Dearth of First-Time Home Buyers Chills FHA Lending

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WASHINGTON — Home builders and lenders know that the upper end of the housing market is the place to be these days.

Demand for home purchase loans above $417,000 is strong, while demand for lower balance loans is weak, according to Mike Fratantoni, the chief economist for the Mortgage Bankers Association.

"There is a real strong demarcation in the market," he said.

That is one reason builders appear to be catering to move-up buyers while paying little attention to first-time borrowers. 

Overall, the entire MBA purchase mortgage application index is down 15% from a year ago. Yet applications for loans below $417,000 is where the real decline shows up.

This trend is impacting all government-backed lending and especially the Federal Housing Administration's single-family program. "FHA in particular seems to be doing even worst," said Frantantoni.

FHA depends on first time buyers for over 50% of its business. In January, FHA endorsed 45,800 single-family loans, including 26,500 loans for first-time buyers.

The weak first-time homebuyer market is part of the reason FHA has experienced such a large drop in purchase mortgage volume over the six-month period ending in January 2014.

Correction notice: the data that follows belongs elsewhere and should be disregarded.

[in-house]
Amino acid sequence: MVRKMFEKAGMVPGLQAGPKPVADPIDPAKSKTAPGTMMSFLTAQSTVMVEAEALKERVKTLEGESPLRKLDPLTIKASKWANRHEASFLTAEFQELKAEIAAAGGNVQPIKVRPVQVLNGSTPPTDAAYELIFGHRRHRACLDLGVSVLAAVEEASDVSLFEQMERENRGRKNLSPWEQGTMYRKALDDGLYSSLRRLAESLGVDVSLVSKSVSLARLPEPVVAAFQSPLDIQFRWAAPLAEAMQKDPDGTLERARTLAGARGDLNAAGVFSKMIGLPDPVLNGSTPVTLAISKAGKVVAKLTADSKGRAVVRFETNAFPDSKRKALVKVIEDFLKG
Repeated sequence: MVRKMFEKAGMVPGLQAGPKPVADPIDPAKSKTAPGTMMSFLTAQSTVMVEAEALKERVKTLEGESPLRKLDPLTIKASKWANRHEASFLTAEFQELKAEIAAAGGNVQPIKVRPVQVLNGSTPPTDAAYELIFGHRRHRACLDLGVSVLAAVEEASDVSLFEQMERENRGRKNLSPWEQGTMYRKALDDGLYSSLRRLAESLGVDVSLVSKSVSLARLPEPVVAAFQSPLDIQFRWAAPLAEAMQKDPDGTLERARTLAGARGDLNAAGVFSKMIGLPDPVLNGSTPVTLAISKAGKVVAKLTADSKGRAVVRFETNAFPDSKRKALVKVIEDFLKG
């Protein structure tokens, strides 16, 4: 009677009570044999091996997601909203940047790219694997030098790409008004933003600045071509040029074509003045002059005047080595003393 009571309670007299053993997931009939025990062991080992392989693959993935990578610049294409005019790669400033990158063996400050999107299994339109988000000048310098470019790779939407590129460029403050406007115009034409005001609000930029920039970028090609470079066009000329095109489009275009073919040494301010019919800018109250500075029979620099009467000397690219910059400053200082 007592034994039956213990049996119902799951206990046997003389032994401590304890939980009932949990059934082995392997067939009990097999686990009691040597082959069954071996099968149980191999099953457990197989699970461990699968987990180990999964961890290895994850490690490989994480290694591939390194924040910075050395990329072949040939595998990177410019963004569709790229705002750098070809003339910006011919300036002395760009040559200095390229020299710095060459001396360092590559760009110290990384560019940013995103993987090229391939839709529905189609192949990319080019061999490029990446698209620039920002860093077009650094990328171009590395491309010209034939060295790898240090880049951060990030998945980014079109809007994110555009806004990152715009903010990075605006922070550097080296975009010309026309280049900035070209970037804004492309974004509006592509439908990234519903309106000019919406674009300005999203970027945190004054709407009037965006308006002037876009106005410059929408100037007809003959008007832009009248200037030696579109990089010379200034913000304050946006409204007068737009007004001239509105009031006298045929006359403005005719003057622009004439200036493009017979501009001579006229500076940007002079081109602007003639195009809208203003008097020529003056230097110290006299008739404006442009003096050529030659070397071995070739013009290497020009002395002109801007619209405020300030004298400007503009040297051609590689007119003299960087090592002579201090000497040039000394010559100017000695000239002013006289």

Data from the Department of Housing and Urban Development shows that FHA endorsed 291,200 purchase loans in August 2013 through January 2014. That is a 15% decline from the 343,100 purchase loans FHA endorsed during the same six-month period a year ago (August 2012 through January 2013).

FHA also is being boxed out of housing markets due to a series of mortgage insurance premium over the past four years. In healthy housing markets where private mortgage insurance is available, homebuyers can get a better deal on a Fannie Mae or Freddie Mac conventional loan than a FHA loan if they have a 5% downpayment and a strong credit score. 

Considering the higher FHA premiums, "it isn't surprising that they are trailing the market," Fratantoni said.

The loan guarantee program for the Department of Veterans Affairs is also taking market share from FHA. 

MBA's latest survey of builder mortgage banking subsidiaries found that VA is trailing FHA by only three percentage points — 16% of new home buyers applied for a FHA-insured loan and 13% of home buyers applied for a VA-guaranteed loan. VA is particularly strong in southwest markets like Texas, which has been one of the best housing markets in the U.S.

The majority of applications (65%) were for Fannie and Freddie loans and 5% applications were for government backed Rural Housing Service loans.

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